Fifty years ago, Yvon Chouinard was a young man who loved rock climbing but was tired of cheaply made European gear like pitons (the spikes that climbers pound into cracks as anchors). So he used his knack for thinking of ways to make products better to develop his own equipment. He taught himself blacksmithing and made equipment meant to last. His pitons were 10 times more expensive yet he grabbed 80% of the market. It was a formative lesson on quality he has carried with him.
Does this story sound familiar? You can probably trace the roots of your company to someone like Chouinard. Maybe it’s your grandfather, father, the owner or maybe it’s you. The precast industry is full of stories of people with an idea and a knack for making things better.
So why would you care about Chouinard? In 1973, he started a small outdoor clothing company named Patagonia. In 2015, Patagonia reportedly did three quarters of a billion dollars in sales. Chouinard made it to the peak and his philosophy is one that anyone running or marketing a company can draw from. He was recently interviewed by Guy Raz for the podcast “How I Built This,” and the interview left me thinking about how business strategies and marketing are intertwined. Sometimes the best marketing isn’t planned, but instead is a byproduct of solid business decisions.
For example, Patagonia’s advertising budget is .5% of sales. How has it succeeded? Three core tenets: innovation, quality and culture.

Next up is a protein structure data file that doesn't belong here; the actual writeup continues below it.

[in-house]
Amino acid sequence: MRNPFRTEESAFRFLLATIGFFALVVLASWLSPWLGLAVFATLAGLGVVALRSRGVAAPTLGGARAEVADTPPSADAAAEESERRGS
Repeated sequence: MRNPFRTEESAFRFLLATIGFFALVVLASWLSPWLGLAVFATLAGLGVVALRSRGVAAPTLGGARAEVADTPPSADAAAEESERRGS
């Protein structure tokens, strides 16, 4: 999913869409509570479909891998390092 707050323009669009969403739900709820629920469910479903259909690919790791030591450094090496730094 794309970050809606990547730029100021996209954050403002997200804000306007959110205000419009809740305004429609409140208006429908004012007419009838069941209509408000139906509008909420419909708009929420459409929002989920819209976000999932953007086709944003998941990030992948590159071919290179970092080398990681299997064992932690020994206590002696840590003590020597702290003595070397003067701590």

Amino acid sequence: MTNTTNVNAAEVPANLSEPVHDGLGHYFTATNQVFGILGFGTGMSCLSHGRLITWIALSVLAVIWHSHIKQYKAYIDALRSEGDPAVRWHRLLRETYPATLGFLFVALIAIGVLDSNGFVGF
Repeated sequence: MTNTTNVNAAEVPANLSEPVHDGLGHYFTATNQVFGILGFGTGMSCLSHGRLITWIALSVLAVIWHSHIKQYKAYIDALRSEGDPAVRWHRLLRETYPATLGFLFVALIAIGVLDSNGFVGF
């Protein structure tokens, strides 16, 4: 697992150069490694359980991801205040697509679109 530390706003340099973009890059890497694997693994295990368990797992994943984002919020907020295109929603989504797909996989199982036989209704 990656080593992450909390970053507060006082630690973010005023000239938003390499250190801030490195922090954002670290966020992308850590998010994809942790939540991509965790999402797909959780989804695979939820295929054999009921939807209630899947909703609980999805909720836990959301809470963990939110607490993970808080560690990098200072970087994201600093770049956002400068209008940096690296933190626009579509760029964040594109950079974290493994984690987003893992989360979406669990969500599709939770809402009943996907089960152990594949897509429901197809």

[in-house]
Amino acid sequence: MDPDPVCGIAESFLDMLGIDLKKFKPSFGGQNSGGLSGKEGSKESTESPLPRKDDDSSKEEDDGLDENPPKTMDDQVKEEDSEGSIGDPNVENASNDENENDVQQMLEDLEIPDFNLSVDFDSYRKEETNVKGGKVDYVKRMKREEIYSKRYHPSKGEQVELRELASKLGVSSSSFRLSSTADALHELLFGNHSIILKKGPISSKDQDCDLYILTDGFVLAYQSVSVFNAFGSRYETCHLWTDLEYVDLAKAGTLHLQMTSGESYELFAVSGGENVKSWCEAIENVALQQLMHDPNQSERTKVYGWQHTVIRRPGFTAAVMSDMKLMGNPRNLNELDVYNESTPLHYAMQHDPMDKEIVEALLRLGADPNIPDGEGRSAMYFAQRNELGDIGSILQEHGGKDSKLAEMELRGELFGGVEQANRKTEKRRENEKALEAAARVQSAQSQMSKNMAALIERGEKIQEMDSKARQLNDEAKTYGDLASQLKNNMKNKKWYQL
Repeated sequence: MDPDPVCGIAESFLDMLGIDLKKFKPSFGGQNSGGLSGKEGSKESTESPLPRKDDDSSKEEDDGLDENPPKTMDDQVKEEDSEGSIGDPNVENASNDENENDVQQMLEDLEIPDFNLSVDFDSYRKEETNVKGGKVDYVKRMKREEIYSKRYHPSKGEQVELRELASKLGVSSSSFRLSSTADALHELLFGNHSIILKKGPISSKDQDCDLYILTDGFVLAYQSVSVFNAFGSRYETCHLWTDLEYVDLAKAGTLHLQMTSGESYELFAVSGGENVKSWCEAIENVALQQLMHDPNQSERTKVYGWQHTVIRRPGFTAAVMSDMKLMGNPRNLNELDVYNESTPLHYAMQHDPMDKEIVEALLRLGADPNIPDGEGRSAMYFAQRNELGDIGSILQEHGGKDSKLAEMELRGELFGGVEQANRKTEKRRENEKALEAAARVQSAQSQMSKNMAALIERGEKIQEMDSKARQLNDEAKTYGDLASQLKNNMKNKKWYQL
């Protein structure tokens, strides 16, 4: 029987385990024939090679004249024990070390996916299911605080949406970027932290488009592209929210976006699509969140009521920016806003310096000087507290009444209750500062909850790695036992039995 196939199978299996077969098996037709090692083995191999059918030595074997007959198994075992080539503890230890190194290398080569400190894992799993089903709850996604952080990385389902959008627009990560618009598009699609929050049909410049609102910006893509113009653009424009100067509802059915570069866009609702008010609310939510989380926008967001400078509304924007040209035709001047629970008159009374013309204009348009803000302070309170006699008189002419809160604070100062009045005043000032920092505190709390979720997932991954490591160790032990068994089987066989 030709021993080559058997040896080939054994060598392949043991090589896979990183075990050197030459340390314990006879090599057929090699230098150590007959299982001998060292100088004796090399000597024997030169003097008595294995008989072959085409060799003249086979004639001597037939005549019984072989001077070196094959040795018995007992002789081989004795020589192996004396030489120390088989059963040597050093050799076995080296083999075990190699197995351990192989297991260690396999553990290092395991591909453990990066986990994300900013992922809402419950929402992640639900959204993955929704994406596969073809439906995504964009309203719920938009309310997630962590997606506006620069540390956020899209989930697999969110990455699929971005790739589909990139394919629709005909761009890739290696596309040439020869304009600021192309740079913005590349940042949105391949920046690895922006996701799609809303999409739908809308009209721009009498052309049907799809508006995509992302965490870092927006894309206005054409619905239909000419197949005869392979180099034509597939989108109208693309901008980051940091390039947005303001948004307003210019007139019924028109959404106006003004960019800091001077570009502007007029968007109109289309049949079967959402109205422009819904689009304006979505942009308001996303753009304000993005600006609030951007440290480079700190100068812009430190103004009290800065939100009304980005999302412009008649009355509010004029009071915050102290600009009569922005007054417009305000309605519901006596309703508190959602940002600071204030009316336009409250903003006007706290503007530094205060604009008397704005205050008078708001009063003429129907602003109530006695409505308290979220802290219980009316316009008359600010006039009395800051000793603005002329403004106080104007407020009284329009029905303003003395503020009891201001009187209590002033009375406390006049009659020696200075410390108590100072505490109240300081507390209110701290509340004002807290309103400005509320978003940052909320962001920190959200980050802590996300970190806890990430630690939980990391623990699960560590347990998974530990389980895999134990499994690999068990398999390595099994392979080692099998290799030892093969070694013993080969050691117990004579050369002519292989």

“You know, I heard somebody say that, ‘If you wait for the customer to tell you what to do you’re too late,’” Chouinard told Raz. “So we were our own customer. And I think that was the secret of coming out with products that … a lot of the products people didn’t even know they wanted or needed.”
In addition to innovating new products, Patagonia also creates clothes for their intended use instead of allowing price to be the driving factor. When it comes to manufacturing, the company focuses on environmentally responsible materials and practices. Patagonia charges premium pricing yet its products sell at a high rate because the price is reflective of innovation, quality and the way the company has connected culturally with its customers.
In the precast industry, a similar approach is working for Garden State Precast. Its owners found an unmet need and changed the company to meet it while also focusing on safety and quality. As a result, it has established lasting business relationships with its customers. That story was featured in the September/October 2016 issue of Precast Inc.
“That’s what the entrepreneur does,” Chouinard told Raz. “They just say, ‘This is wrong, I’m going to do it this other way.’
“You just do it differently. You figure out something that no one else has thought about and you do it a totally different way. Breaking the rules, you have to be creative. And that’s the fun part of business, actually. I love breaking the rules.”
To listen to Chouinard’s full interview with Raz, visit the “How I Built This” page on Stitcher.
Fawn Bradfield says
Great article Kirk!